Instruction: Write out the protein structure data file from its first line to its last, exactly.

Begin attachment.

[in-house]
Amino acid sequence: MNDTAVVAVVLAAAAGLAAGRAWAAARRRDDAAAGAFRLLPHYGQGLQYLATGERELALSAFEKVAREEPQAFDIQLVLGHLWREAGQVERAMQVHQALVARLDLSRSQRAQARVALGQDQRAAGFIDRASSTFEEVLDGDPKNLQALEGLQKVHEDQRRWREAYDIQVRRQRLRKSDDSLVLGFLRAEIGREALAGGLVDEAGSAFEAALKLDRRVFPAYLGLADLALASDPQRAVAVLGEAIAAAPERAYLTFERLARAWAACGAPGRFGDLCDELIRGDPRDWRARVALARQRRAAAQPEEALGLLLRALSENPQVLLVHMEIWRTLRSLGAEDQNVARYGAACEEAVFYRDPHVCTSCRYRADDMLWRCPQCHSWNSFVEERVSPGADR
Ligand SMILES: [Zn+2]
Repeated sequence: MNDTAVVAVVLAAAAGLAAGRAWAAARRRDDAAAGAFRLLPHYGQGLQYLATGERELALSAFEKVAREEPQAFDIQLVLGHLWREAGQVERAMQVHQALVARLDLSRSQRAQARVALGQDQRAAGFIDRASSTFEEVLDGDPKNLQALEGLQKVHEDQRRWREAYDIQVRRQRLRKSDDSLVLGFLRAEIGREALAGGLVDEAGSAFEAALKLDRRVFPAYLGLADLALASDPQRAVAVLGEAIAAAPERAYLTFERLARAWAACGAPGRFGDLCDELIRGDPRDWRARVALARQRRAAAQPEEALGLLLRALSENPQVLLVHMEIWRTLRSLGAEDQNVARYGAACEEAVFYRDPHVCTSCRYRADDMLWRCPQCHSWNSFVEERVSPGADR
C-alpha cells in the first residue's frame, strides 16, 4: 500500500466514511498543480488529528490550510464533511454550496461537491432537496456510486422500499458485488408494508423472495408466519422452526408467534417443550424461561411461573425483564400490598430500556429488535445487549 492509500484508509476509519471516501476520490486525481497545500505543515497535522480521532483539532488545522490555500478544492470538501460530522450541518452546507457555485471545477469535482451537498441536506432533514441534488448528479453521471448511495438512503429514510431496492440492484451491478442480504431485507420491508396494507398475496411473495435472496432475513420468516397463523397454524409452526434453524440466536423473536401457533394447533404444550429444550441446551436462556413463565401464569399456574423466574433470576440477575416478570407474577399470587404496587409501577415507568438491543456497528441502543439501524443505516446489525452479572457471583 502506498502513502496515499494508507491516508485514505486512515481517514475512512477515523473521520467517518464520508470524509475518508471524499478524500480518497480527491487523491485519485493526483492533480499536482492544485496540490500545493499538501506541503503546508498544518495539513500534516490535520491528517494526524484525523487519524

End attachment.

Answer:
[in-house]
Amino acid sequence: MNDTAVVAVVLAAAAGLAAGRAWAAARRRDDAAAGAFRLLPHYGQGLQYLATGERELALSAFEKVAREEPQAFDIQLVLGHLWREAGQVERAMQVHQALVARLDLSRSQRAQARVALGQDQRAAGFIDRASSTFEEVLDGDPKNLQALEGLQKVHEDQRRWREAYDIQVRRQRLRKSDDSLVLGFLRAEIGREALAGGLVDEAGSAFEAALKLDRRVFPAYLGLADLALASDPQRAVAVLGEAIAAAPERAYLTFERLARAWAACGAPGRFGDLCDELIRGDPRDWRARVALARQRRAAAQPEEALGLLLRALSENPQVLLVHMEIWRTLRSLGAEDQNVARYGAACEEAVFYRDPHVCTSCRYRADDMLWRCPQCHSWNSFVEERVSPGADR
Ligand SMILES: [Zn+2]
Repeated sequence: MNDTAVVAVVLAAAAGLAAGRAWAAARRRDDAAAGAFRLLPHYGQGLQYLATGERELALSAFEKVAREEPQAFDIQLVLGHLWREAGQVERAMQVHQALVARLDLSRSQRAQARVALGQDQRAAGFIDRASSTFEEVLDGDPKNLQALEGLQKVHEDQRRWREAYDIQVRRQRLRKSDDSLVLGFLRAEIGREALAGGLVDEAGSAFEAALKLDRRVFPAYLGLADLALASDPQRAVAVLGEAIAAAPERAYLTFERLARAWAACGAPGRFGDLCDELIRGDPRDWRARVALARQRRAAAQPEEALGLLLRALSENPQVLLVHMEIWRTLRSLGAEDQNVARYGAACEEAVFYRDPHVCTSCRYRADDMLWRCPQCHSWNSFVEERVSPGADR
C-alpha cells in the first residue's frame, strides 16, 4: 500500500466514511498543480488529528490550510464533511454550496461537491432537496456510486422500499458485488408494508423472495408466519422452526408467534417443550424461561411461573425483564400490598430500556429488535445487549 492509500484508509476509519471516501476520490486525481497545500505543515497535522480521532483539532488545522490555500478544492470538501460530522450541518452546507457555485471545477469535482451537498441536506432533514441534488448528479453521471448511495438512503429514510431496492440492484451491478442480504431485507420491508396494507398475496411473495435472496432475513420468516397463523397454524409452526434453524440466536423473536401457533394447533404444550429444550441446551436462556413463565401464569399456574423466574433470576440477575416478570407474577399470587404496587409501577415507568438491543456497528441502543439501524443505516446489525452479572457471583 502506498502513502496515499494508507491516508485514505486512515481517514475512512477515523473521520467517518464520508470524509475518508471524499478524500480518497480527491487523491485519485493526483492533480499536482492544485496540490500545493499538501506541503503546508498544518495539513500534516490535520491528517494526524484525523487519524